For the love of the woods

I, Kirsten Campbell, was very fortunate to grow up in rural Cape Breton, Nova Scotia with 2 fabulous siblings on a couple hundred acres with beef cows, a strawberry patch, veggie garden and 2 hard working parents that also had jobs outside the home. If you were in the house, mom had you cleaning when she was home…this is probably where my love for the woods started! We’d spend hours in the woods, climbing trees, building things, catching frogs, bugs, fish, helping with hay or firewood, etc. Even at friends houses we would be in the woods keeping ourselves busy. My dad worked in forestry in Cape Breton which certainly played a part in my career path. I can remember driving one woods road with him, around 10 years old and the road being so rough it gave me a pain in my side, most likely from laughing at that age.


My love for the woods was also a love for animals so I figured something with animals would be a good start after high school. I attended college, graduated with an animal science diploma but it had more of an agricultural context. I worked on a couple of dairy farms which I loved but didn’t quite feel it was a fit for me. Never really experiencing the city life, I decided to live in Halifax - again it was wonderful but didn’t feel like a fit. Never being on a plane before I decided to head to Florida to nanny, once again that was amazing but not quite for me. Then back to Cape Breton again to truly realize how amazing home really was, so I decided to take a natural resources diploma. I graduated but didn’t quite feel confident in my abilities so I headed to a forestry school where I felt like this just might be a fit. I graduated with 2 diplomas in 2 years as a Forest Technologist and got a job with a pulp mill at home almost right out of school.

I was very nervous my first day at the mill…not because I was the youngest at the time or first gal operations supervisor but like any new job, I really had no idea what anyone was talking about. Not having much confidence in my abilities yet, I was reluctant to ask questions so, paying attention to context helped build enough confidence to eventually ask a million questions! Support from my coworkers, harvesting contractors/operators and truck drivers was a huge help in building my confidence and undeniably set the stage for where I am today. The more I got to know them, the more they supported me in work and life. I had 2 kids during my time at the pulp mill and was fortunate to be able to trudge through the woods up until a week before having both babies. My co-workers, the contractors, operators, and truck divers soon became more like dads and big brothers with their genuine concern for my well being, how lucky was I?! I keep in touch with a lot of them to this day. As I got to know more people in the forestry sector, I did find some sisters and moms, again so lucky to have such an awesome support system! I am now gaining some younger forestry siblings…not that I’m getting older, right!?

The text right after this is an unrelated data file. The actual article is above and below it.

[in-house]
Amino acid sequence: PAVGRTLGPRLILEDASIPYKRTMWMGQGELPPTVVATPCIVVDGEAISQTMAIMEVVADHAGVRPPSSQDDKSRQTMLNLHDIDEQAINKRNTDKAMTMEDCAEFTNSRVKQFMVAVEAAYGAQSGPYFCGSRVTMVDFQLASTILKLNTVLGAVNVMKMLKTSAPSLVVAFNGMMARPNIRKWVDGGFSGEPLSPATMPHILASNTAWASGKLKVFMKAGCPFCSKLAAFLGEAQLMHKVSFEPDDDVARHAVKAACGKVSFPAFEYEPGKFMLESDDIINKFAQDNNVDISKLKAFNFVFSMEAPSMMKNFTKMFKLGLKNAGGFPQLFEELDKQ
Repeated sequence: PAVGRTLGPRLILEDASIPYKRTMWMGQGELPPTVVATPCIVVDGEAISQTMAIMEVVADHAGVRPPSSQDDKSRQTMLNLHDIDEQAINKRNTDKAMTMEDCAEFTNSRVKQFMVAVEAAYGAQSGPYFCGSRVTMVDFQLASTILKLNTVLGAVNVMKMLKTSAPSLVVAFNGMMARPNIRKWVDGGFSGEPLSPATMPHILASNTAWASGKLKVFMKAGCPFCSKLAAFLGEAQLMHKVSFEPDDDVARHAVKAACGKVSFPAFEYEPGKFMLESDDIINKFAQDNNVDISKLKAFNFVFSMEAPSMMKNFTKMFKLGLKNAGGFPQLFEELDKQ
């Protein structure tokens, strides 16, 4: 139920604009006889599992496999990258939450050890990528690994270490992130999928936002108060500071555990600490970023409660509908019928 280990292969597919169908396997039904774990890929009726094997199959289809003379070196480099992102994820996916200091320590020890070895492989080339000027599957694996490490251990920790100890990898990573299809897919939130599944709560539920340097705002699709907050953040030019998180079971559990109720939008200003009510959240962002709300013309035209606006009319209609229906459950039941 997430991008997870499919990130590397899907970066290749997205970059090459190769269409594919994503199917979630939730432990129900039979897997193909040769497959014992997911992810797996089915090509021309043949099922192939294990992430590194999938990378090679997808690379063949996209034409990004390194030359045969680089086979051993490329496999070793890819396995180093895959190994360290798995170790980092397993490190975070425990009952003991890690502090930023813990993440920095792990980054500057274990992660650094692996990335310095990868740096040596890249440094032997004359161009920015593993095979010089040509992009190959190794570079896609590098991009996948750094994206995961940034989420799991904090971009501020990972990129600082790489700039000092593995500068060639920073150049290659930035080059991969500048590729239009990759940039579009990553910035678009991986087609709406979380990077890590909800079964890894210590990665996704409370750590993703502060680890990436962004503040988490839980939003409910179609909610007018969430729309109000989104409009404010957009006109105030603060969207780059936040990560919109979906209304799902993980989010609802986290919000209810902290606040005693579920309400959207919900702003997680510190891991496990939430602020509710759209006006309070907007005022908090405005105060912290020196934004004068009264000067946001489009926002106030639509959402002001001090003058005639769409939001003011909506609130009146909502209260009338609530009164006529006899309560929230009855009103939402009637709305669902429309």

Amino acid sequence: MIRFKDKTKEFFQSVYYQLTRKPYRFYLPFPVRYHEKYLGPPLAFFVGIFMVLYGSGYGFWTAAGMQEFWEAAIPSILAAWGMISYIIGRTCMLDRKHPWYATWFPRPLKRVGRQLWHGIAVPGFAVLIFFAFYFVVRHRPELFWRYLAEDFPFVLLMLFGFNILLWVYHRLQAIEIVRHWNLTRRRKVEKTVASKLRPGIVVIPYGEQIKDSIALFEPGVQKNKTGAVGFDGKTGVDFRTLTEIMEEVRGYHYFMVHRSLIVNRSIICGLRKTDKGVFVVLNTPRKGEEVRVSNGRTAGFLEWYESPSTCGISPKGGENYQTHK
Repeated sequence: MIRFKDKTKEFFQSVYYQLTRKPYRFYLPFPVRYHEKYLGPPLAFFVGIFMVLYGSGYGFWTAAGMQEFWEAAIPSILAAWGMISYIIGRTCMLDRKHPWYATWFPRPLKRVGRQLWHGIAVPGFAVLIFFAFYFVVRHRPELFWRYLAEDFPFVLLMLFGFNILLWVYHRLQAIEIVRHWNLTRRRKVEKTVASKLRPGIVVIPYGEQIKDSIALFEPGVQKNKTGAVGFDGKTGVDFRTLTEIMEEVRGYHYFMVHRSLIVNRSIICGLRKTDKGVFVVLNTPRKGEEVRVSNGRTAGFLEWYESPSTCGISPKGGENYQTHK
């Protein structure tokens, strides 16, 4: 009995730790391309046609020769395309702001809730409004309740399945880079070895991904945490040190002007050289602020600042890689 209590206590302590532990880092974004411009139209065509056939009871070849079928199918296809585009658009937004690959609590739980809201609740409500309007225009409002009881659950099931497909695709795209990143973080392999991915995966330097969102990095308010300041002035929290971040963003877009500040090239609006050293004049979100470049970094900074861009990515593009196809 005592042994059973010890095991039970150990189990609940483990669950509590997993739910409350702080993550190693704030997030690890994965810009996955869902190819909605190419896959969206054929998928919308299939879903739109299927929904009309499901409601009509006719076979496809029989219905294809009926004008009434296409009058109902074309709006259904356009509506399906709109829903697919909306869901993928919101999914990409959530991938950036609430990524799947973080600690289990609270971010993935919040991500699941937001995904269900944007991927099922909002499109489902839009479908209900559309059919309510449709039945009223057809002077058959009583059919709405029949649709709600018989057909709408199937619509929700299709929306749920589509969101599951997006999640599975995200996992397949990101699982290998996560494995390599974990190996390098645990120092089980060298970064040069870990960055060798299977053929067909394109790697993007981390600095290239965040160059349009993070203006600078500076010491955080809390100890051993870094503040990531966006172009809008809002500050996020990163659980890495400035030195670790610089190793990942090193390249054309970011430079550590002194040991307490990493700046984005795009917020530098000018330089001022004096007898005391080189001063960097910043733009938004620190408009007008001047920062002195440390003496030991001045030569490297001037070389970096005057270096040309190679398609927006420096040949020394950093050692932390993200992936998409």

After my time at the mill, I took an opportunity to work in the non-profit, private land management world. It was quite a change to go from industrial forestry to working with private landowners who had very diverse objectives. It was neat to hear stories and the history folks knew about their land as well as their dreams and goals for their little slice of heaven. I was fortunate to meet some great landowners from here, there and everywhere that I could visit any time. I was pregnant with my 3rd when I started that job and again everyone was very supportive. I walked a lot with a landowner who couldn’t keep up when I was about 7 months pregnant. He sent an email a couple months back saying he still talks about the little pregnant lady that kicked his butt! Hah In his defense, he did have chainsaw boots on…those things would slow anyone down!


Just recently I took a forestry research role which I am super excited about. I haven’t had much opportunity to dabble in forestry research yet, so I am keen to learn. This position has great work-life balance, which seems to be more and more important these days, especially with 3 wee ones. I truly love the woods and the folks that work in it which is something I hope to pass onto my kids. The 3 of them have been in a harvester already (present ages; 7,5,2), never miss a wood truck on the road, are curious of berries and flowers and love being outside. I want them to know where things come from and how hard people work for them. I want them to know their flora and fauna as well as the adventure the woods provides. I want them to appreciate the little things like an amazing blackberry patch at the end of a hot field day, a babbling brook to eat your lunch by, a nosey gray jay…there are so many!

My love of the woods has helped me stay grounded, live where I love, work with people I hold dear, and appreciate the little things. Its also showed me how truly amazing and resilient mother nature is…just sit quietly in the woods; you’ll see it, hear it, smell it…or feel it!

Kirsten Campbell - From a "somewhat" opinionated, stubborn strong willed, 5'6' (with dunlops) gal, here are a few things I've learned while on this path in forestry and life...size doesn't matter, it's a relative term. There's nothing to prove. Be passionate about what you do. Ignore doubters and trust you're gut. Keep supporters close. Evolution is key, mother nature shows us this everyday and of course appreciate the little, simple, basic things...sometimes they're the most important.
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